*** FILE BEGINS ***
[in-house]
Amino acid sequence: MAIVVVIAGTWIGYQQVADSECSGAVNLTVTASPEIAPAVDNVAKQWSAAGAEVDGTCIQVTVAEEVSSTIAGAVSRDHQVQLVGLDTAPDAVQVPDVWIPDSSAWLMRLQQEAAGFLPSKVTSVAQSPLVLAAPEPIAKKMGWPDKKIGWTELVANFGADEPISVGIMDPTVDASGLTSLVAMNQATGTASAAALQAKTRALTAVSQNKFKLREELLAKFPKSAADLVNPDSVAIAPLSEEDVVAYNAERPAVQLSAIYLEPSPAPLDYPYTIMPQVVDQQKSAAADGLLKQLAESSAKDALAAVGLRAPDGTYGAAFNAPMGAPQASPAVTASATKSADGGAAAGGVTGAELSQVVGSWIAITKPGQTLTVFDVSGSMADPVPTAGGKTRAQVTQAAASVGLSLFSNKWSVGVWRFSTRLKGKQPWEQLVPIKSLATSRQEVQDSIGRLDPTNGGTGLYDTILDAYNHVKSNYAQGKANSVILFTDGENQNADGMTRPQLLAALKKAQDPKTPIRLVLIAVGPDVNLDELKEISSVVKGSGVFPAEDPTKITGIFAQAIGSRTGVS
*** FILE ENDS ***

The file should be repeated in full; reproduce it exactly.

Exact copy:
[in-house]
Amino acid sequence: MAIVVVIAGTWIGYQQVADSECSGAVNLTVTASPEIAPAVDNVAKQWSAAGAEVDGTCIQVTVAEEVSSTIAGAVSRDHQVQLVGLDTAPDAVQVPDVWIPDSSAWLMRLQQEAAGFLPSKVTSVAQSPLVLAAPEPIAKKMGWPDKKIGWTELVANFGADEPISVGIMDPTVDASGLTSLVAMNQATGTASAAALQAKTRALTAVSQNKFKLREELLAKFPKSAADLVNPDSVAIAPLSEEDVVAYNAERPAVQLSAIYLEPSPAPLDYPYTIMPQVVDQQKSAAADGLLKQLAESSAKDALAAVGLRAPDGTYGAAFNAPMGAPQASPAVTASATKSADGGAAAGGVTGAELSQVVGSWIAITKPGQTLTVFDVSGSMADPVPTAGGKTRAQVTQAAASVGLSLFSNKWSVGVWRFSTRLKGKQPWEQLVPIKSLATSRQEVQDSIGRLDPTNGGTGLYDTILDAYNHVKSNYAQGKANSVILFTDGENQNADGMTRPQLLAALKKAQDPKTPIRLVLIAVGPDVNLDELKEISSVVKGSGVFPAEDPTKITGIFAQAIGSRTGVS